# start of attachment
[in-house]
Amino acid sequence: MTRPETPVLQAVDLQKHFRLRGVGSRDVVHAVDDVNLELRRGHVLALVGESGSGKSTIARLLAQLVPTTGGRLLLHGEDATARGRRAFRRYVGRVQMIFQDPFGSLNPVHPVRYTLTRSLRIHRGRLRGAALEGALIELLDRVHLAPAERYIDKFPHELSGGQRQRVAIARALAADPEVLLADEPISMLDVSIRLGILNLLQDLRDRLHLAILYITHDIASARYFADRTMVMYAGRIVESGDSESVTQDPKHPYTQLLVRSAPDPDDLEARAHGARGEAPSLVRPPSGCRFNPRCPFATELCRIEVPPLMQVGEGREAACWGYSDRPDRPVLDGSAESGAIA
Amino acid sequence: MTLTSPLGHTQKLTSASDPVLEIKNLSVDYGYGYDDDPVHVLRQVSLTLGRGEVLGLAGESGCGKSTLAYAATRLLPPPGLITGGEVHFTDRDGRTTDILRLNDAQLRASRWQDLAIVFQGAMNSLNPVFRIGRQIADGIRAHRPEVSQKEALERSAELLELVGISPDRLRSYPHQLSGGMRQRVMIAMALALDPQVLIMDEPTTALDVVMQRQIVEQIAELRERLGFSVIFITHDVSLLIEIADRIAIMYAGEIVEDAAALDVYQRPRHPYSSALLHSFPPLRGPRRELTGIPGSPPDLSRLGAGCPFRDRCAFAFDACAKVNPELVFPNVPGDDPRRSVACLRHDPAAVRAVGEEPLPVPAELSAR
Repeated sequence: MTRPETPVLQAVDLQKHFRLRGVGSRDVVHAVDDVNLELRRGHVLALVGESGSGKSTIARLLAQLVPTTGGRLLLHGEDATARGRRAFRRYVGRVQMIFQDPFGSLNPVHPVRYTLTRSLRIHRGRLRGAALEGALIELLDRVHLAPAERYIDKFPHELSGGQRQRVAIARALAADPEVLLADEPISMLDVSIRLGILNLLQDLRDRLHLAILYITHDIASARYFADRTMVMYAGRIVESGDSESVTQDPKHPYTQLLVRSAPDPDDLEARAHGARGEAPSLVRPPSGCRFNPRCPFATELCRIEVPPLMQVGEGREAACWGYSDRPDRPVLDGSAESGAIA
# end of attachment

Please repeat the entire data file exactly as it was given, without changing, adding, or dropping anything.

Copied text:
[in-house]
Amino acid sequence: MTRPETPVLQAVDLQKHFRLRGVGSRDVVHAVDDVNLELRRGHVLALVGESGSGKSTIARLLAQLVPTTGGRLLLHGEDATARGRRAFRRYVGRVQMIFQDPFGSLNPVHPVRYTLTRSLRIHRGRLRGAALEGALIELLDRVHLAPAERYIDKFPHELSGGQRQRVAIARALAADPEVLLADEPISMLDVSIRLGILNLLQDLRDRLHLAILYITHDIASARYFADRTMVMYAGRIVESGDSESVTQDPKHPYTQLLVRSAPDPDDLEARAHGARGEAPSLVRPPSGCRFNPRCPFATELCRIEVPPLMQVGEGREAACWGYSDRPDRPVLDGSAESGAIA
Amino acid sequence: MTLTSPLGHTQKLTSASDPVLEIKNLSVDYGYGYDDDPVHVLRQVSLTLGRGEVLGLAGESGCGKSTLAYAATRLLPPPGLITGGEVHFTDRDGRTTDILRLNDAQLRASRWQDLAIVFQGAMNSLNPVFRIGRQIADGIRAHRPEVSQKEALERSAELLELVGISPDRLRSYPHQLSGGMRQRVMIAMALALDPQVLIMDEPTTALDVVMQRQIVEQIAELRERLGFSVIFITHDVSLLIEIADRIAIMYAGEIVEDAAALDVYQRPRHPYSSALLHSFPPLRGPRRELTGIPGSPPDLSRLGAGCPFRDRCAFAFDACAKVNPELVFPNVPGDDPRRSVACLRHDPAAVRAVGEEPLPVPAELSAR
Repeated sequence: MTRPETPVLQAVDLQKHFRLRGVGSRDVVHAVDDVNLELRRGHVLALVGESGSGKSTIARLLAQLVPTTGGRLLLHGEDATARGRRAFRRYVGRVQMIFQDPFGSLNPVHPVRYTLTRSLRIHRGRLRGAALEGALIELLDRVHLAPAERYIDKFPHELSGGQRQRVAIARALAADPEVLLADEPISMLDVSIRLGILNLLQDLRDRLHLAILYITHDIASARYFADRTMVMYAGRIVESGDSESVTQDPKHPYTQLLVRSAPDPDDLEARAHGARGEAPSLVRPPSGCRFNPRCPFATELCRIEVPPLMQVGEGREAACWGYSDRPDRPVLDGSAESGAIA